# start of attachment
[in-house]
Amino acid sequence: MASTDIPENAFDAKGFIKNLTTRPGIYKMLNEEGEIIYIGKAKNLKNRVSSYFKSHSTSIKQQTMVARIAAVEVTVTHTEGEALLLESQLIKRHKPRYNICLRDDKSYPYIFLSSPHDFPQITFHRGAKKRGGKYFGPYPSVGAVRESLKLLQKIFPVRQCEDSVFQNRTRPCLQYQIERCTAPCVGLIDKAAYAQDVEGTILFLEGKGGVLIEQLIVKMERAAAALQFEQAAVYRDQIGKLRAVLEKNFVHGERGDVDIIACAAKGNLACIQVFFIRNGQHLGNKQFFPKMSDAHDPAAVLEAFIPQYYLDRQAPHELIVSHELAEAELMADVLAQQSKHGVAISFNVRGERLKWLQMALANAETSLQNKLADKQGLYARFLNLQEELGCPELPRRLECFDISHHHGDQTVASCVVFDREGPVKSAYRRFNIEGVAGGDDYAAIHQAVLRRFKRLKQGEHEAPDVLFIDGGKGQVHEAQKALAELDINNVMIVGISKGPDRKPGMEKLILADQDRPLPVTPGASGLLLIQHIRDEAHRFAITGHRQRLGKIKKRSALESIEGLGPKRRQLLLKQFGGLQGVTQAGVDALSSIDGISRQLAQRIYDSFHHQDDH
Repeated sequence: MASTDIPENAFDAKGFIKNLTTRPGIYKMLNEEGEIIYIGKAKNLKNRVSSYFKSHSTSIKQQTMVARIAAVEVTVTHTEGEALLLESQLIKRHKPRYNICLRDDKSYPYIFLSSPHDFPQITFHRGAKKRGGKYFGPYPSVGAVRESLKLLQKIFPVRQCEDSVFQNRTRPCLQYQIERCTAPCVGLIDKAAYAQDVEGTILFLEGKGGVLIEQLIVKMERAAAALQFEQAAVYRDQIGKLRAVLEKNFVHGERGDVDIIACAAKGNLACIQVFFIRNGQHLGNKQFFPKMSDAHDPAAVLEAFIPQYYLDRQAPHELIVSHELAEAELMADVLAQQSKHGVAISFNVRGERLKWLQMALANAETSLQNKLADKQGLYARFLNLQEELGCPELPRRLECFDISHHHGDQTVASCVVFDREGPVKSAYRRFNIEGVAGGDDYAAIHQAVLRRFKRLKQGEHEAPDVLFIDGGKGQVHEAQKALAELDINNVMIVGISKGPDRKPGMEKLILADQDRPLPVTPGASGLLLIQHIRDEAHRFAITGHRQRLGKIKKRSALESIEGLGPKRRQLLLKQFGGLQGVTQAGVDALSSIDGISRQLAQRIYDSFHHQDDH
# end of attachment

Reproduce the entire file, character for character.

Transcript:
[in-house]
Amino acid sequence: MASTDIPENAFDAKGFIKNLTTRPGIYKMLNEEGEIIYIGKAKNLKNRVSSYFKSHSTSIKQQTMVARIAAVEVTVTHTEGEALLLESQLIKRHKPRYNICLRDDKSYPYIFLSSPHDFPQITFHRGAKKRGGKYFGPYPSVGAVRESLKLLQKIFPVRQCEDSVFQNRTRPCLQYQIERCTAPCVGLIDKAAYAQDVEGTILFLEGKGGVLIEQLIVKMERAAAALQFEQAAVYRDQIGKLRAVLEKNFVHGERGDVDIIACAAKGNLACIQVFFIRNGQHLGNKQFFPKMSDAHDPAAVLEAFIPQYYLDRQAPHELIVSHELAEAELMADVLAQQSKHGVAISFNVRGERLKWLQMALANAETSLQNKLADKQGLYARFLNLQEELGCPELPRRLECFDISHHHGDQTVASCVVFDREGPVKSAYRRFNIEGVAGGDDYAAIHQAVLRRFKRLKQGEHEAPDVLFIDGGKGQVHEAQKALAELDINNVMIVGISKGPDRKPGMEKLILADQDRPLPVTPGASGLLLIQHIRDEAHRFAITGHRQRLGKIKKRSALESIEGLGPKRRQLLLKQFGGLQGVTQAGVDALSSIDGISRQLAQRIYDSFHHQDDH
Repeated sequence: MASTDIPENAFDAKGFIKNLTTRPGIYKMLNEEGEIIYIGKAKNLKNRVSSYFKSHSTSIKQQTMVARIAAVEVTVTHTEGEALLLESQLIKRHKPRYNICLRDDKSYPYIFLSSPHDFPQITFHRGAKKRGGKYFGPYPSVGAVRESLKLLQKIFPVRQCEDSVFQNRTRPCLQYQIERCTAPCVGLIDKAAYAQDVEGTILFLEGKGGVLIEQLIVKMERAAAALQFEQAAVYRDQIGKLRAVLEKNFVHGERGDVDIIACAAKGNLACIQVFFIRNGQHLGNKQFFPKMSDAHDPAAVLEAFIPQYYLDRQAPHELIVSHELAEAELMADVLAQQSKHGVAISFNVRGERLKWLQMALANAETSLQNKLADKQGLYARFLNLQEELGCPELPRRLECFDISHHHGDQTVASCVVFDREGPVKSAYRRFNIEGVAGGDDYAAIHQAVLRRFKRLKQGEHEAPDVLFIDGGKGQVHEAQKALAELDINNVMIVGISKGPDRKPGMEKLILADQDRPLPVTPGASGLLLIQHIRDEAHRFAITGHRQRLGKIKKRSALESIEGLGPKRRQLLLKQFGGLQGVTQAGVDALSSIDGISRQLAQRIYDSFHHQDDH